|Source: Find Your True Beauty (findyourtruebeauty.com/statistics)|
- 80% of women say that the images of women on television, in movies, fashion, and the media makes them feel insecure
- 42% of girls in first grade want to be thinner
- 81% of 10-year olds are afraid of being fat
- More than 50% of teenage girls are, or think they should be, on a diet. They want to lose some or all of the 40lbs that females naturally gain between ages 8-14. About 3% of those teens go too far to either anorexia or bulimia.
- Without treatment, up to 20% of those with serious eating disorders die. With treatment the number of deaths is still around 2-3%
Even more startling is the fact that supermodels in the fashion industry are thinner than 98% of American women. The average American woman is 5'4" and weighs 140lbs while the average model is 5'11" and weighs 117lbs. Just out of my own curiosity, I googled those BMIs to calculate them and the average woman has a BMI of 24.0 while models are at 16.3, making them 16 pounds underweight. A healthy BMI is between 18.5-24.9 which means at 5'11" the models should be at least 133 pounds. Now, I know that BMIs aren't always the most accurate because there's a lot of room for error but for my purposes it was serving as a basic guideline.
Either way, we are allowing designers, companies, and advertisements to brand themselves with the images of women who are underweight and certainly not an accurate representation of women. I don't believe it was meant to be harmful but according to these numbers it's doing a world of harm. I mean SIX YEAR OLDS think they need to be thinner! You know what 6 year-olds should be thinking about? Friends, family, cookies, candy, puppies, playing outside, games...I mean the list goes on but the point is they shouldn't be worrying about their weight at all! Ideally no woman should be worried about her weight because it's none of society's darn business what she weighs. It's no one's business as a matter of fact because who cares what a woman weighs? But more importantly, what gives them the right to think they can tell a woman what she should weigh?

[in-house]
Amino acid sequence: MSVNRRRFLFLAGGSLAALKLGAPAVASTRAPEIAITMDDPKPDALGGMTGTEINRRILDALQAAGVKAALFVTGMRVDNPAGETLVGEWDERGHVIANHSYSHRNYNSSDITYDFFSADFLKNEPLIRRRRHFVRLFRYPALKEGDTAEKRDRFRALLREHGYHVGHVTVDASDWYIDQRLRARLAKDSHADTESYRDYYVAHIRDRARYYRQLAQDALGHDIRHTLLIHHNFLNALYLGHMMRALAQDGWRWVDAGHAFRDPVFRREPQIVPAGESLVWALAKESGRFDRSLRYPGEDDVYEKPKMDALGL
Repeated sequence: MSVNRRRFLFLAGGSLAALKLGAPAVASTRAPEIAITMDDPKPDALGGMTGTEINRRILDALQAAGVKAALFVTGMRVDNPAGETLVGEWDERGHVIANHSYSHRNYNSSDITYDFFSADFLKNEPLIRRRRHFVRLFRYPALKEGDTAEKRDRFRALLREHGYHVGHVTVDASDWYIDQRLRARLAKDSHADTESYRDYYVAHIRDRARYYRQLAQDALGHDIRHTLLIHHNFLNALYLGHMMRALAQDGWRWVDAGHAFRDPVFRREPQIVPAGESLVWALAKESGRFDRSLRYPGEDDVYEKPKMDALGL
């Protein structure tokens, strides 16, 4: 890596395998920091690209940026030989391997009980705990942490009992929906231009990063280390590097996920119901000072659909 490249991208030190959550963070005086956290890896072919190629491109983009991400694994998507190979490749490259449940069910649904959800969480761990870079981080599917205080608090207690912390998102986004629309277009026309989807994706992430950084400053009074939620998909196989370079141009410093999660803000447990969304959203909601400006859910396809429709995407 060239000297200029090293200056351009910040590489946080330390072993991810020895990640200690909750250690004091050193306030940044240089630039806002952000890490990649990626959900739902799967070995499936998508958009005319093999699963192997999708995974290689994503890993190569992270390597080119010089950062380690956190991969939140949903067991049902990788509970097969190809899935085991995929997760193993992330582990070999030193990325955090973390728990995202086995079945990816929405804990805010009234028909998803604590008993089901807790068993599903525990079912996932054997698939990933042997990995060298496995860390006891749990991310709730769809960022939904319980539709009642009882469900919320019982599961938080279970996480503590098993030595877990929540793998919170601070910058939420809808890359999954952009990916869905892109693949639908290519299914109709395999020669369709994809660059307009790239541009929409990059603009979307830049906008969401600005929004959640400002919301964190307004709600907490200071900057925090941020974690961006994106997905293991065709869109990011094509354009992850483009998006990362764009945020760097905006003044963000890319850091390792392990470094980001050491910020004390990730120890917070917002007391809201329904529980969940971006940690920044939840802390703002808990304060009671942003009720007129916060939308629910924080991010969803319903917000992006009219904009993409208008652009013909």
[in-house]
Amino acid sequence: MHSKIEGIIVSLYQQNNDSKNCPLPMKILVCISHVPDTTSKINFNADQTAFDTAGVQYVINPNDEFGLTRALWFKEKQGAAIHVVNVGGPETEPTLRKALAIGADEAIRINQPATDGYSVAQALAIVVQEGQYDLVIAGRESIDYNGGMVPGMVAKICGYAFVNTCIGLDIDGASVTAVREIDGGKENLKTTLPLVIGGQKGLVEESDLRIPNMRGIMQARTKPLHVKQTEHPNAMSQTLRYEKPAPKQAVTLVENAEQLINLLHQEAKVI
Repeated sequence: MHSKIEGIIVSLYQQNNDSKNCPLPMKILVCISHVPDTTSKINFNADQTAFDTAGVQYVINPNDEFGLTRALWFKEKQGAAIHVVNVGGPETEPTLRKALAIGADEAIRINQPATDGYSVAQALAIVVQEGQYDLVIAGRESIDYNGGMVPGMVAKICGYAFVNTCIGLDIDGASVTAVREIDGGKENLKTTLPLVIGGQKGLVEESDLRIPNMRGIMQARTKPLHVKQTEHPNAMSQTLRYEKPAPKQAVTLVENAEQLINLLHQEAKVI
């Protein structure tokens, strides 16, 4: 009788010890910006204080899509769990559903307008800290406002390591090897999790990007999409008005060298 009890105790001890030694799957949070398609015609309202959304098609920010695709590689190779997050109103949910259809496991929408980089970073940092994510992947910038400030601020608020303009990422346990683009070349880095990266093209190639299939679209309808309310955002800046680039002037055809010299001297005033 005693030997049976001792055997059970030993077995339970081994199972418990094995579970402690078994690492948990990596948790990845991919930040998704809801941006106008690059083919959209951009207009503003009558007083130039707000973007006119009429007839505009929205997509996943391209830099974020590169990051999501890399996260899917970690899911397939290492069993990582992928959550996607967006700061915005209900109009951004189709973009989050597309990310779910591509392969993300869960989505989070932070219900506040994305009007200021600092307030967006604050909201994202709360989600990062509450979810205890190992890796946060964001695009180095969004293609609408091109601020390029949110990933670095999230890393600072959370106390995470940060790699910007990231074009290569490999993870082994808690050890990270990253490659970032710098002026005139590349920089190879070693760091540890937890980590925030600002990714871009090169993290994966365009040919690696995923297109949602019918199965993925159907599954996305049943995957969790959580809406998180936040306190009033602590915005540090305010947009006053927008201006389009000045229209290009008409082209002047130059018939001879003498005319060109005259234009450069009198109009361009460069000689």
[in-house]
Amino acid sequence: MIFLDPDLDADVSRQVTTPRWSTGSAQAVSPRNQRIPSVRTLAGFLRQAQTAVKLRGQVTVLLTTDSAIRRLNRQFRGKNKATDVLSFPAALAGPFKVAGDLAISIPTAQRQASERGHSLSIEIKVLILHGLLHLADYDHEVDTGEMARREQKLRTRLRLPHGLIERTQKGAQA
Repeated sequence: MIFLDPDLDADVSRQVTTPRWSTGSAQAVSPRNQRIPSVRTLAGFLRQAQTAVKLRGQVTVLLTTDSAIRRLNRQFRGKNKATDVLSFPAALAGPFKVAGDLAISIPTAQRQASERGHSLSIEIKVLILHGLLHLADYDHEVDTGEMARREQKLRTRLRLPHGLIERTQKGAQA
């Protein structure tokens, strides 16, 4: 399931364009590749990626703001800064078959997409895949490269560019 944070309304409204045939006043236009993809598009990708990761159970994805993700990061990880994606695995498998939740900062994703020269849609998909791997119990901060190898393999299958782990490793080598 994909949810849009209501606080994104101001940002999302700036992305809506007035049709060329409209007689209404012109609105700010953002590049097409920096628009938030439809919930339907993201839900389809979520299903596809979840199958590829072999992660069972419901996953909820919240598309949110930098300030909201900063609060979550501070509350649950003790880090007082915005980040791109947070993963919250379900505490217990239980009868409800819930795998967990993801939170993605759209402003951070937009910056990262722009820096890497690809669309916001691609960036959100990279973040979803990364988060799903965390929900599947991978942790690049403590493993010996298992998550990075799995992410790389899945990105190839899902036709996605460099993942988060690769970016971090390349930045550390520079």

I've said it before and I'll say it again: that number doesn't define you. And more importantly, it can't define you. A numerical value as simple as your relationship with gravity tells you nothing about the kind of person you are. We were all created individually and for a purpose that is solely our own, something much bigger than that number. People often stress too much over that number and I used to do it too. But for what purpose? It's not like there's an 11th Commandment: "Thou Shalt Not Weigh over 117 pounds."
At the end of the day, you're beautiful regardless of what image is portrayed by society. Who cares what the girl in the magazine looks like because she's not you and that's meant to be a wonderful thing. You are your own person, you have your own beauty, and your own gifts and talents. I'm 5'1" and weighing in at who-gives-a-crap, and I've learned to embrace the fact that I will never look like the women in the media. And I don't mean accept because to me that has the negative connotation of settling, like I want to look like those women but can't so I just have to deal with it. No, I mean embrace as in celebrate, appreciate, rejoice that my body is my own and no one else's.
So I think it's clear that based of these numbers, change is desperately necessary. I look at my 7 year-old little cousin who is beautiful, bubbly, and a little sassy (but in an adorable way) and I instantly know that I don't want her growing up this way. In fact, I look at all my family and friends, including the guys, and I don't want any of them to feel this way. We are all more than just a number on a scale, inches on a measuring tape, or the size of our clothes. And that is worthy of a celebration.
Who's with me?